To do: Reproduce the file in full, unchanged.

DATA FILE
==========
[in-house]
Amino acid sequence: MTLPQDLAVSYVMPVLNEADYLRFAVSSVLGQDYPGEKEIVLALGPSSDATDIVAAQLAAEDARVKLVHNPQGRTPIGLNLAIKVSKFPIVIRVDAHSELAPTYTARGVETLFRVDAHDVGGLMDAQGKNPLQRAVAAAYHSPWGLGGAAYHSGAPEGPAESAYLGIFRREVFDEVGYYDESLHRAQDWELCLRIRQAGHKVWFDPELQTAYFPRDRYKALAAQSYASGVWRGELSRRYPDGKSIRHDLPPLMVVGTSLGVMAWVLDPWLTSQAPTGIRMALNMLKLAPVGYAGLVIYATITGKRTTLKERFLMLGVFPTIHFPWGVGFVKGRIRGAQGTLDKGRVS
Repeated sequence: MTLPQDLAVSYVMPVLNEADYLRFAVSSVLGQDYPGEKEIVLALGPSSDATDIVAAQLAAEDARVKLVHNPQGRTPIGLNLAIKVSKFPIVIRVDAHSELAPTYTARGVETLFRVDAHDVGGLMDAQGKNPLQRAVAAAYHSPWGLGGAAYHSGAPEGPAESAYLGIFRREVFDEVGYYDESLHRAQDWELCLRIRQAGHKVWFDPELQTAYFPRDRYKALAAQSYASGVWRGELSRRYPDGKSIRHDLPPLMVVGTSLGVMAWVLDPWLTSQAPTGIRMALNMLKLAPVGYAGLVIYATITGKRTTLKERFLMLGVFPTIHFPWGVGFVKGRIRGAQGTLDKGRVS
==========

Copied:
[in-house]
Amino acid sequence: MTLPQDLAVSYVMPVLNEADYLRFAVSSVLGQDYPGEKEIVLALGPSSDATDIVAAQLAAEDARVKLVHNPQGRTPIGLNLAIKVSKFPIVIRVDAHSELAPTYTARGVETLFRVDAHDVGGLMDAQGKNPLQRAVAAAYHSPWGLGGAAYHSGAPEGPAESAYLGIFRREVFDEVGYYDESLHRAQDWELCLRIRQAGHKVWFDPELQTAYFPRDRYKALAAQSYASGVWRGELSRRYPDGKSIRHDLPPLMVVGTSLGVMAWVLDPWLTSQAPTGIRMALNMLKLAPVGYAGLVIYATITGKRTTLKERFLMLGVFPTIHFPWGVGFVKGRIRGAQGTLDKGRVS
Repeated sequence: MTLPQDLAVSYVMPVLNEADYLRFAVSSVLGQDYPGEKEIVLALGPSSDATDIVAAQLAAEDARVKLVHNPQGRTPIGLNLAIKVSKFPIVIRVDAHSELAPTYTARGVETLFRVDAHDVGGLMDAQGKNPLQRAVAAAYHSPWGLGGAAYHSGAPEGPAESAYLGIFRREVFDEVGYYDESLHRAQDWELCLRIRQAGHKVWFDPELQTAYFPRDRYKALAAQSYASGVWRGELSRRYPDGKSIRHDLPPLMVVGTSLGVMAWVLDPWLTSQAPTGIRMALNMLKLAPVGYAGLVIYATITGKRTTLKERFLMLGVFPTIHFPWGVGFVKGRIRGAQGTLDKGRVS